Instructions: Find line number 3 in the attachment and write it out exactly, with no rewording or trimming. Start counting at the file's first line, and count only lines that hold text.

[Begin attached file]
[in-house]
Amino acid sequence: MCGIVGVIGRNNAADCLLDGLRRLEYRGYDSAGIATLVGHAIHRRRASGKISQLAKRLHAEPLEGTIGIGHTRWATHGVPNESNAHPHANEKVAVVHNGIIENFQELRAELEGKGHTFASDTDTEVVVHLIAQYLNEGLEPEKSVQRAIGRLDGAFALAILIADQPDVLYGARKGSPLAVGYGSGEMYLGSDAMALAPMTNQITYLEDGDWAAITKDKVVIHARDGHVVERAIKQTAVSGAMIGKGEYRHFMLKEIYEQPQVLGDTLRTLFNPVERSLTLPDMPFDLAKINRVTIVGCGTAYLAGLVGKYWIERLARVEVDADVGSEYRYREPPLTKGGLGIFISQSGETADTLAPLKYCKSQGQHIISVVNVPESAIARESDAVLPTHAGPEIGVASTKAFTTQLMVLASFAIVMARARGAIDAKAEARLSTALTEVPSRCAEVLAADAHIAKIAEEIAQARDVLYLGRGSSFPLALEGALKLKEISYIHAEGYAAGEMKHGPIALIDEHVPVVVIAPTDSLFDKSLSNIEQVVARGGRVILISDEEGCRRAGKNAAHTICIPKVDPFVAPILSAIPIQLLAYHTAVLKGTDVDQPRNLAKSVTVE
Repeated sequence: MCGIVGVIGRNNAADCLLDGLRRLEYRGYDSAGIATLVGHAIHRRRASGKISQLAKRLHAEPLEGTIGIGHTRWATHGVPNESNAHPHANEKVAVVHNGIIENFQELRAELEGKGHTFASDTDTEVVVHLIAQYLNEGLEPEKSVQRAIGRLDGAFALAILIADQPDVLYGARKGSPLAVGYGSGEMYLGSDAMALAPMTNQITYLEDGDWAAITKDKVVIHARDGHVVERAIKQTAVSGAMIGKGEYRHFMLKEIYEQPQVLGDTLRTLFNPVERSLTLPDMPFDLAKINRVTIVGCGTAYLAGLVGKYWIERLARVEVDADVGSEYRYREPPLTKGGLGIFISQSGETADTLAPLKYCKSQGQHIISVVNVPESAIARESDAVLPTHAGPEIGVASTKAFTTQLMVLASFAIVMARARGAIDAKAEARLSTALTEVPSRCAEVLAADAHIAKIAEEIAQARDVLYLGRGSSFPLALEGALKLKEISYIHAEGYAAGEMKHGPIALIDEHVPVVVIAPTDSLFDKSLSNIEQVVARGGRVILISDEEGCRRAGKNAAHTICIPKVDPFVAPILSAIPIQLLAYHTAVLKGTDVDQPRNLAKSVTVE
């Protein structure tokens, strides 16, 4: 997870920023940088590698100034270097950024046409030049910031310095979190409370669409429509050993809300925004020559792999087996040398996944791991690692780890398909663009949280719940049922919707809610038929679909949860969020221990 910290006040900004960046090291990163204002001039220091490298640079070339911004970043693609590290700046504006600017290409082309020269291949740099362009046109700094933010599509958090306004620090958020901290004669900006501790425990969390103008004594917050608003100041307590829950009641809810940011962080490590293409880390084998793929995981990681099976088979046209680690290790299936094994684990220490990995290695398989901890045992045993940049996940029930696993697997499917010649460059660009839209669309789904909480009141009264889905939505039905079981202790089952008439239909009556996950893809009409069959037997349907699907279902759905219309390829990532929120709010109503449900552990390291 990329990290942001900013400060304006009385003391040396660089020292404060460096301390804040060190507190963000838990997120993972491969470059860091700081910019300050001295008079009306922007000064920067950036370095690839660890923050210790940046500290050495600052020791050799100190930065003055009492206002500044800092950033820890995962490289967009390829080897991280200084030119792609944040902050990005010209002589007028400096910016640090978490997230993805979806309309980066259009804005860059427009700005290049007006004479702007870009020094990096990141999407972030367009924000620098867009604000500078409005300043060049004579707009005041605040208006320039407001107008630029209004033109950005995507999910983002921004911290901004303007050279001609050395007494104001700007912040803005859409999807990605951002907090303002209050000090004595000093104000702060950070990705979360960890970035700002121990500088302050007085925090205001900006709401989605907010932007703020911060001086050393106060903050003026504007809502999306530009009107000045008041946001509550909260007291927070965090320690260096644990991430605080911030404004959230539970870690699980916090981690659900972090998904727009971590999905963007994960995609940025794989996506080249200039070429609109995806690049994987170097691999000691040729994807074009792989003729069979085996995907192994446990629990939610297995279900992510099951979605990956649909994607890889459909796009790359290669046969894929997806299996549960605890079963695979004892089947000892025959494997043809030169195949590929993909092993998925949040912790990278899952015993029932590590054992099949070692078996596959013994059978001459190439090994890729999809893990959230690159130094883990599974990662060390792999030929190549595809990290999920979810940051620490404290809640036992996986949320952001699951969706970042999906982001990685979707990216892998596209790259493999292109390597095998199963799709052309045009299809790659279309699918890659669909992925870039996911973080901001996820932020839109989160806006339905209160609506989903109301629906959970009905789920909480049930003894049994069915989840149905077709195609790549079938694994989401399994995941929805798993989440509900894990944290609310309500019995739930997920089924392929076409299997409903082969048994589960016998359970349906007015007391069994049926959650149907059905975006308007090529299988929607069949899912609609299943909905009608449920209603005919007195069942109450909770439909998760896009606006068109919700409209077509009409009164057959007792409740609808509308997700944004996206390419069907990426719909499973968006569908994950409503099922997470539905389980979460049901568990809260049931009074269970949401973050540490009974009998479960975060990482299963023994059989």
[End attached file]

Repeated sequence: MCGIVGVIGRNNAADCLLDGLRRLEYRGYDSAGIATLVGHAIHRRRASGKISQLAKRLHAEPLEGTIGIGHTRWATHGVPNESNAHPHANEKVAVVHNGIIENFQELRAELEGKGHTFASDTDTEVVVHLIAQYLNEGLEPEKSVQRAIGRLDGAFALAILIADQPDVLYGARKGSPLAVGYGSGEMYLGSDAMALAPMTNQITYLEDGDWAAITKDKVVIHARDGHVVERAIKQTAVSGAMIGKGEYRHFMLKEIYEQPQVLGDTLRTLFNPVERSLTLPDMPFDLAKINRVTIVGCGTAYLAGLVGKYWIERLARVEVDADVGSEYRYREPPLTKGGLGIFISQSGETADTLAPLKYCKSQGQHIISVVNVPESAIARESDAVLPTHAGPEIGVASTKAFTTQLMVLASFAIVMARARGAIDAKAEARLSTALTEVPSRCAEVLAADAHIAKIAEEIAQARDVLYLGRGSSFPLALEGALKLKEISYIHAEGYAAGEMKHGPIALIDEHVPVVVIAPTDSLFDKSLSNIEQVVARGGRVILISDEEGCRRAGKNAAHTICIPKVDPFVAPILSAIPIQLLAYHTAVLKGTDVDQPRNLAKSVTVE